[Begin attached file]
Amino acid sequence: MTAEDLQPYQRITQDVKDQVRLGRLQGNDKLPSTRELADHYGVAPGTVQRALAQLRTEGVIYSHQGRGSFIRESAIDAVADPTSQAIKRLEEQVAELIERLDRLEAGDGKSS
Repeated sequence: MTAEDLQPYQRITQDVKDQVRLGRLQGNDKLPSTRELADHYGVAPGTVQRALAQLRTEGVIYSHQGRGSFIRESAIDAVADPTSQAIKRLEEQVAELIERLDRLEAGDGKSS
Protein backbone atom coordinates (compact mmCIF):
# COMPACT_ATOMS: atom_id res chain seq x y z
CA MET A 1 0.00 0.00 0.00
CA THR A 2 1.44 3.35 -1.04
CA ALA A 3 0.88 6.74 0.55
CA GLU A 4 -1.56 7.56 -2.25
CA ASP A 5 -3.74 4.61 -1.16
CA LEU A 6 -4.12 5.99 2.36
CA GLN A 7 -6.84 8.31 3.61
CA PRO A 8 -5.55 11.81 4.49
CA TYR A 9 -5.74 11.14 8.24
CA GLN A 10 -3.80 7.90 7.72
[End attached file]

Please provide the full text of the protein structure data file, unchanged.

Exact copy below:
Amino acid sequence: MTAEDLQPYQRITQDVKDQVRLGRLQGNDKLPSTRELADHYGVAPGTVQRALAQLRTEGVIYSHQGRGSFIRESAIDAVADPTSQAIKRLEEQVAELIERLDRLEAGDGKSS
Repeated sequence: MTAEDLQPYQRITQDVKDQVRLGRLQGNDKLPSTRELADHYGVAPGTVQRALAQLRTEGVIYSHQGRGSFIRESAIDAVADPTSQAIKRLEEQVAELIERLDRLEAGDGKSS
Protein backbone atom coordinates (compact mmCIF):
# COMPACT_ATOMS: atom_id res chain seq x y z
CA MET A 1 0.00 0.00 0.00
CA THR A 2 1.44 3.35 -1.04
CA ALA A 3 0.88 6.74 0.55
CA GLU A 4 -1.56 7.56 -2.25
CA ASP A 5 -3.74 4.61 -1.16
CA LEU A 6 -4.12 5.99 2.36
CA GLN A 7 -6.84 8.31 3.61
CA PRO A 8 -5.55 11.81 4.49
CA TYR A 9 -5.74 11.14 8.24
CA GLN A 10 -3.80 7.90 7.72